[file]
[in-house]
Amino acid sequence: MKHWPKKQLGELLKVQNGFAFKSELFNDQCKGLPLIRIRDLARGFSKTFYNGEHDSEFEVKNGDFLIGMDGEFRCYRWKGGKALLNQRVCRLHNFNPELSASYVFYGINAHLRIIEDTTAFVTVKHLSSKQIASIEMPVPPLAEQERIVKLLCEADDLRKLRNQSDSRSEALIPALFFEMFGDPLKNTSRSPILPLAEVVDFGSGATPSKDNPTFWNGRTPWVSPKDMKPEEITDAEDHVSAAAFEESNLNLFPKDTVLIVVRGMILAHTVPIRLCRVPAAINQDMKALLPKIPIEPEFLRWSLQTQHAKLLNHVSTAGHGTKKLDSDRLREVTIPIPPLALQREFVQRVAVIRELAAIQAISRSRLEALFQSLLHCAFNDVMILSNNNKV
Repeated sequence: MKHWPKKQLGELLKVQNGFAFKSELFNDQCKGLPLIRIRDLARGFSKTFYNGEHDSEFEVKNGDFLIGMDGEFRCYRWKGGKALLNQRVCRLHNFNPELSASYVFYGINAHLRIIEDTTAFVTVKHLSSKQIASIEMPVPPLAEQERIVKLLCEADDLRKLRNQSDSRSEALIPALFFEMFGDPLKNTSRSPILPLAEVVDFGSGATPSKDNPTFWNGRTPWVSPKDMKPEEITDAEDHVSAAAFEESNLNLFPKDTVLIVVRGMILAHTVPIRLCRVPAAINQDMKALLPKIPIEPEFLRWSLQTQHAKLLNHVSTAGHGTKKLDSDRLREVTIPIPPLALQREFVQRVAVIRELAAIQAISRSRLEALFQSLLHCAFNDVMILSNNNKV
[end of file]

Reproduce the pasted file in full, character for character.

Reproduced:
[in-house]
Amino acid sequence: MKHWPKKQLGELLKVQNGFAFKSELFNDQCKGLPLIRIRDLARGFSKTFYNGEHDSEFEVKNGDFLIGMDGEFRCYRWKGGKALLNQRVCRLHNFNPELSASYVFYGINAHLRIIEDTTAFVTVKHLSSKQIASIEMPVPPLAEQERIVKLLCEADDLRKLRNQSDSRSEALIPALFFEMFGDPLKNTSRSPILPLAEVVDFGSGATPSKDNPTFWNGRTPWVSPKDMKPEEITDAEDHVSAAAFEESNLNLFPKDTVLIVVRGMILAHTVPIRLCRVPAAINQDMKALLPKIPIEPEFLRWSLQTQHAKLLNHVSTAGHGTKKLDSDRLREVTIPIPPLALQREFVQRVAVIRELAAIQAISRSRLEALFQSLLHCAFNDVMILSNNNKV
Repeated sequence: MKHWPKKQLGELLKVQNGFAFKSELFNDQCKGLPLIRIRDLARGFSKTFYNGEHDSEFEVKNGDFLIGMDGEFRCYRWKGGKALLNQRVCRLHNFNPELSASYVFYGINAHLRIIEDTTAFVTVKHLSSKQIASIEMPVPPLAEQERIVKLLCEADDLRKLRNQSDSRSEALIPALFFEMFGDPLKNTSRSPILPLAEVVDFGSGATPSKDNPTFWNGRTPWVSPKDMKPEEITDAEDHVSAAAFEESNLNLFPKDTVLIVVRGMILAHTVPIRLCRVPAAINQDMKALLPKIPIEPEFLRWSLQTQHAKLLNHVSTAGHGTKKLDSDRLREVTIPIPPLALQREFVQRVAVIRELAAIQAISRSRLEALFQSLLHCAFNDVMILSNNNKV